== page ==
Training Goals & Objectives


The goal of IMPART is to enhance the capacity of health and clinician researchers in applying a sexed and gendered approach to the study of addictions and its intersections with mental health, trauma, and violence. IMPART will increase knowledge and appreciation of the complexities and breadth of these issues in women and men, girls and boys that can be applied nationally and internationally.


IMPART will increase the capacity of the health research community in addictions, gender, women and girls by:

  1. increasing the number of addictions researchers in Canada that investigate links to mental health, trauma and violence within a critical sex and gender framework by training graduate students, postdoctoral fellows, and clinician and community-based researchers in a transdisciplinary setting;
  2. improving capacity among addictions researchers to apply knowledge of the interactions with mental health, trauma and violence when conducting research;
  3. expanding our training capacity of researchers from a range of disciplines by building on our established expertise in sex- and gender-based addictions research with training on the interactions among mental health, trauma, violence and addictions;
  4. creating a bridge between research, policy and practice by facilitating ongoing dialogue among the mentors, collaborators, trainees and end-users;
  5. developing and disseminating knowledge nationally and internationally;
  6. increasing capacity among addictions researchers to conduct ethically-sound and gender-sensitive research in the areas of mental health, trauma and violence;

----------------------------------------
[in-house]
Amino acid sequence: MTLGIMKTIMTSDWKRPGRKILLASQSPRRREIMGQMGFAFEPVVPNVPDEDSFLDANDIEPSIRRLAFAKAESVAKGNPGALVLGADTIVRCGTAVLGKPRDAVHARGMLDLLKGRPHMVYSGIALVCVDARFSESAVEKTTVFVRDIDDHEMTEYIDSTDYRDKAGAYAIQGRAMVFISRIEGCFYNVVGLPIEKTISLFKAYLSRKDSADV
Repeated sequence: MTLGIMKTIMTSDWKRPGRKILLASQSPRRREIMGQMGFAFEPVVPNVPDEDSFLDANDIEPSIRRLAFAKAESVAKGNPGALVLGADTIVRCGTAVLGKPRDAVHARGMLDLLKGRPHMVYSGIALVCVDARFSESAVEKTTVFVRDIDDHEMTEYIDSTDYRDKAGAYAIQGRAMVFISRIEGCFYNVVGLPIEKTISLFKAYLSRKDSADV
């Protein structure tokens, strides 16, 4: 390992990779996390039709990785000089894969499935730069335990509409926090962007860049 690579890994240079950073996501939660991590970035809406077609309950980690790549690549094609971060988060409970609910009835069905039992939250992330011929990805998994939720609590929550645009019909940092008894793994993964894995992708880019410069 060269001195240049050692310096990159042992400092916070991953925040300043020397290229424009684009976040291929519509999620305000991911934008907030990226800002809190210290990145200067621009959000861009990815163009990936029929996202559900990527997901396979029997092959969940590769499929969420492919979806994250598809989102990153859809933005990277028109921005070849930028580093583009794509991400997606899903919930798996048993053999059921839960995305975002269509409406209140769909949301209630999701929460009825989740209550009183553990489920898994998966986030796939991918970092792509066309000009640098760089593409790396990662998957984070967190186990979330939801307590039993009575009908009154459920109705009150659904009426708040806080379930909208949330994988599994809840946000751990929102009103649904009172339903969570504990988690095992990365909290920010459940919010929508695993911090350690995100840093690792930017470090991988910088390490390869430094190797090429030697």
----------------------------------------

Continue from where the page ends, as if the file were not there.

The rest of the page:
7. fostering the involvement of new and experienced mentors in relevant aspects of addictions training, especially on intersections with mental health, trauma and violence; and
  8. improving policies, prevention and practice for women and men, girls and boys with addictions.

Pedagogy & Delivery [top]

To enable both a perspective change and a bridge between research, policy and practice, the IMPART curriculum applies the following principles:

  • Interactive learning
  • Mutual respect
  • Practice-oriented research training
  • Action learning
  • Reflective dialogue
  • Transformative learning methods

A Vision of Blended Learning

IMPART incorporates a blended learning model that draws upon face-to-face instruction, facilitated dialogue, videoconferencing, online learning and field experiences to provide an interactive and integrated learning experience for Trainees, Mentors and Collaborators. Through use of communication technologies, IMPART is available to trainees at a variety of locations.

Trainees located all over Canada can participate in IMPART training activities due to our strategies:

  • Videoconferencing: All IMPART seminars are held in videoconferencing facilities
  • Online Learning: The IMPART core course on Women, Gender and Addictions is a self-directed online course